He destroyed his previous incarnation's laboriously constructed journals, a great loss, hardly balanced by the maunderings he inscribed in his previous incarnation's trapped tomb, and his own rambling journal. He also tried to burn the legacy left by this previous incarnation with Iannis the Advocate, but failed.
He left many traps for his other incarnations, the most devious of which was a sensory stone in the Festhall with two experiences, one overlaying another, the second a snare which only another incarnation could trigger.
He kept a journal, written in the tongue of Uyo, a tongue he guaranteed no one would be able to speak by murdering his teacher, Fin Andlye. This was not enough protection, so he required opening a puzzle box to access its contents, and trapped it besides.
This incarnation was also responsible for an amazing discovery. He found someone who told him his mind was weakening with every death of an incarnation, and who, somehow, was able to prevent memories from slipping away upon death. Unfortunately, this discovery would only benefit a future incarnation. Predictably, the 'insane' incarnation butchered his helper.
In fact, this incarnation viewed anyone who seemed to recognize him as a threat, and threats were all too easily eliminated. Even being mazed by the Lady did not stop his rampage, since he managed to escape his prison. His murderous fury was finally quenched when he met unexpected resistance from one of his victims, and plummeted to his death. This was roughly fifty years ago.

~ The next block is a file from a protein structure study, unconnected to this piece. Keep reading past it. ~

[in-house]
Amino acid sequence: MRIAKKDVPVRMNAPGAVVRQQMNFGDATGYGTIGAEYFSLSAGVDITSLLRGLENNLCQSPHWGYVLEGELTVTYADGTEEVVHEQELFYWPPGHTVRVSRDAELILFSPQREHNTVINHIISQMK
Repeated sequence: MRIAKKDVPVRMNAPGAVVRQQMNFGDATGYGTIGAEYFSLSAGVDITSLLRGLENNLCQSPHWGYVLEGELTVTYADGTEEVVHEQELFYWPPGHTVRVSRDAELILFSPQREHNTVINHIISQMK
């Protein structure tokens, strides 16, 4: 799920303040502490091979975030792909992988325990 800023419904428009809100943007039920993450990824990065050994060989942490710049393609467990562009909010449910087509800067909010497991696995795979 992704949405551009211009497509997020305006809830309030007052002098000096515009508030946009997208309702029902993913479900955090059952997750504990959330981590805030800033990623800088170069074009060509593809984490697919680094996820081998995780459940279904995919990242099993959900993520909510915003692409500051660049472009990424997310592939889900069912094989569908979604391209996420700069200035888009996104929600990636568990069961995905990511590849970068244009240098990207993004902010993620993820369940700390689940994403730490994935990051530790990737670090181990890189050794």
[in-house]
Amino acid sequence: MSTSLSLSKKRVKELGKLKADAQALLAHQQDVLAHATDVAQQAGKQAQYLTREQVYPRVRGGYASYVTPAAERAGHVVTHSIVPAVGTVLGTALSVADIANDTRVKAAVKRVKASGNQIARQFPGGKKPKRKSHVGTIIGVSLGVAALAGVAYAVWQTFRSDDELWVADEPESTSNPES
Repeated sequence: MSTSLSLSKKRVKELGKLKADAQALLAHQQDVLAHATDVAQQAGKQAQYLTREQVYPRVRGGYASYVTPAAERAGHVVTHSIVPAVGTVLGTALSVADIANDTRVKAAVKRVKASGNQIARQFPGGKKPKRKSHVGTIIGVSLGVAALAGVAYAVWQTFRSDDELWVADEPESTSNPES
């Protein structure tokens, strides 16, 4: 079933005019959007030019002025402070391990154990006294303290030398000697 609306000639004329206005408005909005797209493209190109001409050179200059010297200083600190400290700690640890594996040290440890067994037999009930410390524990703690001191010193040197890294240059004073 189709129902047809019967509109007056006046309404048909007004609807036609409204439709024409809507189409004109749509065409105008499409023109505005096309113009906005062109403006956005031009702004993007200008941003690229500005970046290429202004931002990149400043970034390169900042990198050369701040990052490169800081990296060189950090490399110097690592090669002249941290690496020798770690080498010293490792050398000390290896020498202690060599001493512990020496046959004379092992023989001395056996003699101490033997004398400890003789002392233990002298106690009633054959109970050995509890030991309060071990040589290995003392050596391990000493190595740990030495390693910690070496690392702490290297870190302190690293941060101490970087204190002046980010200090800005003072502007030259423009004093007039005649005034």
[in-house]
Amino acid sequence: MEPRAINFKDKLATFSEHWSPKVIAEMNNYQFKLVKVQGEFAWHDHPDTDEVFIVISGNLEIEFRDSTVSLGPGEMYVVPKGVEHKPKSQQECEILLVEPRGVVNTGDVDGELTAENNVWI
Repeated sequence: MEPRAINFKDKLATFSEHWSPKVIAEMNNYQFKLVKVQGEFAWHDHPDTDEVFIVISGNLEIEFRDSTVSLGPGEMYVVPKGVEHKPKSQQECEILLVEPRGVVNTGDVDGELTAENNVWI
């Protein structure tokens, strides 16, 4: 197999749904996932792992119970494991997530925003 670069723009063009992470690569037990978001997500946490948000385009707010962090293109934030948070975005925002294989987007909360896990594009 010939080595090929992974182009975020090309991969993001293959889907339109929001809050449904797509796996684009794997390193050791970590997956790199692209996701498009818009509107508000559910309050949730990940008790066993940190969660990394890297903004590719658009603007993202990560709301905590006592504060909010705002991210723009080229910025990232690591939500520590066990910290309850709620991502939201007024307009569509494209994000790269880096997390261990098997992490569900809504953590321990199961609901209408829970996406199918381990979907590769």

Of the next few incarnations little is known, although one was a powerful mage, and tutored an apprentice named Ignus who loved fire.
Finally there is the last incarnation, who awoke in the Dustmen's Mortuary, the one whose memory is not veiled at death. Curiously, the person who found this incarnation's body and took it to the Mortuary was drawn to the remains. How drawn? Was it Fell? His enemy? Possibly even the mark of torment, drawing another tormented soul even in death?
This last incarnation set out on a quest to backtrack figures from his past, a path which eventually led to his enemy, his Mortality. This was mirrored by his enemy's desire that he follows the path, so that remaining clues to his enemy's location could be eliminated.
He fought Ravel, Trias and his Mortality. He also faced three of his former incarnations. Interesting examples of the Rule of Three.
He and his companions defeated his Mortality, and undid the separation which made him immortal so long ago. His long delayed punishment caught up with him, and he was sentenced to serve in the Blood Wars.